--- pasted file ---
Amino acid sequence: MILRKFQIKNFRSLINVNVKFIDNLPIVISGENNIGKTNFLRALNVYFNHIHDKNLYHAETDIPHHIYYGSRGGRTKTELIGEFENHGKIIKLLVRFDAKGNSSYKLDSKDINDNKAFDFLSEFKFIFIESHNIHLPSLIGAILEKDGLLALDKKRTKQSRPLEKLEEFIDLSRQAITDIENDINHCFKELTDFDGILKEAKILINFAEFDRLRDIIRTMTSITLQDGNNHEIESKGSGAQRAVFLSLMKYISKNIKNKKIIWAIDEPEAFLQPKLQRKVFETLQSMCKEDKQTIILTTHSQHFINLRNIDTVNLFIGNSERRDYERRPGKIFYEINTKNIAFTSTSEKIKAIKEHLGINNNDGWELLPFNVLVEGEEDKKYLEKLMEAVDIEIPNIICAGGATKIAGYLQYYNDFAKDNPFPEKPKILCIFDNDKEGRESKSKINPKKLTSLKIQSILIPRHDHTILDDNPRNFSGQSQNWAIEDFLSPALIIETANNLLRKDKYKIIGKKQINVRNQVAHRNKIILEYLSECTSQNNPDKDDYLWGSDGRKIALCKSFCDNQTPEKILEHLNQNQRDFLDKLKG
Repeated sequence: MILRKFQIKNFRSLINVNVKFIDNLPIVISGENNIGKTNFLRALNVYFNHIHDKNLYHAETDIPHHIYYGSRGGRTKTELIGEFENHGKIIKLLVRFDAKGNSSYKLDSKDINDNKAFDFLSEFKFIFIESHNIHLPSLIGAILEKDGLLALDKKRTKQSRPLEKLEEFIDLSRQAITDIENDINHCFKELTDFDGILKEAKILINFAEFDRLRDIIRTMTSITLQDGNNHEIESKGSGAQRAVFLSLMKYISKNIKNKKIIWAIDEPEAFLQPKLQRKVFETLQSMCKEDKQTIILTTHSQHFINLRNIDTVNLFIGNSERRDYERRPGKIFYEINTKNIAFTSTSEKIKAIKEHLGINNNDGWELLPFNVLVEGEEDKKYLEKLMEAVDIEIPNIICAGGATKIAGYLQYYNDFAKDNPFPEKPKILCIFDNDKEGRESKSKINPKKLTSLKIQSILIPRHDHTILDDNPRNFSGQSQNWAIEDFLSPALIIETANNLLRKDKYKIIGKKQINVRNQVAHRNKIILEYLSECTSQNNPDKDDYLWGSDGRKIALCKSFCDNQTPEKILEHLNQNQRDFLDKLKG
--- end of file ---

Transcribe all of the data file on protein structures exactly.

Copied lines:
Amino acid sequence: MILRKFQIKNFRSLINVNVKFIDNLPIVISGENNIGKTNFLRALNVYFNHIHDKNLYHAETDIPHHIYYGSRGGRTKTELIGEFENHGKIIKLLVRFDAKGNSSYKLDSKDINDNKAFDFLSEFKFIFIESHNIHLPSLIGAILEKDGLLALDKKRTKQSRPLEKLEEFIDLSRQAITDIENDINHCFKELTDFDGILKEAKILINFAEFDRLRDIIRTMTSITLQDGNNHEIESKGSGAQRAVFLSLMKYISKNIKNKKIIWAIDEPEAFLQPKLQRKVFETLQSMCKEDKQTIILTTHSQHFINLRNIDTVNLFIGNSERRDYERRPGKIFYEINTKNIAFTSTSEKIKAIKEHLGINNNDGWELLPFNVLVEGEEDKKYLEKLMEAVDIEIPNIICAGGATKIAGYLQYYNDFAKDNPFPEKPKILCIFDNDKEGRESKSKINPKKLTSLKIQSILIPRHDHTILDDNPRNFSGQSQNWAIEDFLSPALIIETANNLLRKDKYKIIGKKQINVRNQVAHRNKIILEYLSECTSQNNPDKDDYLWGSDGRKIALCKSFCDNQTPEKILEHLNQNQRDFLDKLKG
Repeated sequence: MILRKFQIKNFRSLINVNVKFIDNLPIVISGENNIGKTNFLRALNVYFNHIHDKNLYHAETDIPHHIYYGSRGGRTKTELIGEFENHGKIIKLLVRFDAKGNSSYKLDSKDINDNKAFDFLSEFKFIFIESHNIHLPSLIGAILEKDGLLALDKKRTKQSRPLEKLEEFIDLSRQAITDIENDINHCFKELTDFDGILKEAKILINFAEFDRLRDIIRTMTSITLQDGNNHEIESKGSGAQRAVFLSLMKYISKNIKNKKIIWAIDEPEAFLQPKLQRKVFETLQSMCKEDKQTIILTTHSQHFINLRNIDTVNLFIGNSERRDYERRPGKIFYEINTKNIAFTSTSEKIKAIKEHLGINNNDGWELLPFNVLVEGEEDKKYLEKLMEAVDIEIPNIICAGGATKIAGYLQYYNDFAKDNPFPEKPKILCIFDNDKEGRESKSKINPKKLTSLKIQSILIPRHDHTILDDNPRNFSGQSQNWAIEDFLSPALIIETANNLLRKDKYKIIGKKQINVRNQVAHRNKIILEYLSECTSQNNPDKDDYLWGSDGRKIALCKSFCDNQTPEKILEHLNQNQRDFLDKLKG